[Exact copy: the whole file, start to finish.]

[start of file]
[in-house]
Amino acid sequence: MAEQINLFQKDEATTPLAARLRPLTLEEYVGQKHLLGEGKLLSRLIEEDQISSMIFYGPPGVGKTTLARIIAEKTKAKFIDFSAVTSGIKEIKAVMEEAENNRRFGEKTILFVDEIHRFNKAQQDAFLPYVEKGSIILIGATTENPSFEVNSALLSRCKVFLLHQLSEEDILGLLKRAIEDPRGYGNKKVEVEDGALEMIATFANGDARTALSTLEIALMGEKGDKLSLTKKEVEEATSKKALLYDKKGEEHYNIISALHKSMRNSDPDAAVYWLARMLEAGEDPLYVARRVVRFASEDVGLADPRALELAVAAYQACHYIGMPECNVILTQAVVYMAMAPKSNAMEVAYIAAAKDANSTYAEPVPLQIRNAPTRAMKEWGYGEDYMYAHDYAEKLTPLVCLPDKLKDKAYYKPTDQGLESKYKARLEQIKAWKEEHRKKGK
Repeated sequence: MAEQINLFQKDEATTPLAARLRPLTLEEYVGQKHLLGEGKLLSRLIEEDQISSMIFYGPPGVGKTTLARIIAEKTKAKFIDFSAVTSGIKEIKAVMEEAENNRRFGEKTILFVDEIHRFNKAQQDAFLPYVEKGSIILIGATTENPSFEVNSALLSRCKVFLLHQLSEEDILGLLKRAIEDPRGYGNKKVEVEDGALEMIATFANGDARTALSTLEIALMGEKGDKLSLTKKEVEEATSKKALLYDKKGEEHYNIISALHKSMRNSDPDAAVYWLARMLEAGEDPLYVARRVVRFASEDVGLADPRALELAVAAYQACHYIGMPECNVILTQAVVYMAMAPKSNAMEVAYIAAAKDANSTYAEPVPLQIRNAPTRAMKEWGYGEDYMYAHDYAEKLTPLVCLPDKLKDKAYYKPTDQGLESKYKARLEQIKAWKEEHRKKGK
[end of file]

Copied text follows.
[in-house]
Amino acid sequence: MAEQINLFQKDEATTPLAARLRPLTLEEYVGQKHLLGEGKLLSRLIEEDQISSMIFYGPPGVGKTTLARIIAEKTKAKFIDFSAVTSGIKEIKAVMEEAENNRRFGEKTILFVDEIHRFNKAQQDAFLPYVEKGSIILIGATTENPSFEVNSALLSRCKVFLLHQLSEEDILGLLKRAIEDPRGYGNKKVEVEDGALEMIATFANGDARTALSTLEIALMGEKGDKLSLTKKEVEEATSKKALLYDKKGEEHYNIISALHKSMRNSDPDAAVYWLARMLEAGEDPLYVARRVVRFASEDVGLADPRALELAVAAYQACHYIGMPECNVILTQAVVYMAMAPKSNAMEVAYIAAAKDANSTYAEPVPLQIRNAPTRAMKEWGYGEDYMYAHDYAEKLTPLVCLPDKLKDKAYYKPTDQGLESKYKARLEQIKAWKEEHRKKGK
Repeated sequence: MAEQINLFQKDEATTPLAARLRPLTLEEYVGQKHLLGEGKLLSRLIEEDQISSMIFYGPPGVGKTTLARIIAEKTKAKFIDFSAVTSGIKEIKAVMEEAENNRRFGEKTILFVDEIHRFNKAQQDAFLPYVEKGSIILIGATTENPSFEVNSALLSRCKVFLLHQLSEEDILGLLKRAIEDPRGYGNKKVEVEDGALEMIATFANGDARTALSTLEIALMGEKGDKLSLTKKEVEEATSKKALLYDKKGEEHYNIISALHKSMRNSDPDAAVYWLARMLEAGEDPLYVARRVVRFASEDVGLADPRALELAVAAYQACHYIGMPECNVILTQAVVYMAMAPKSNAMEVAYIAAAKDANSTYAEPVPLQIRNAPTRAMKEWGYGEDYMYAHDYAEKLTPLVCLPDKLKDKAYYKPTDQGLESKYKARLEQIKAWKEEHRKKGK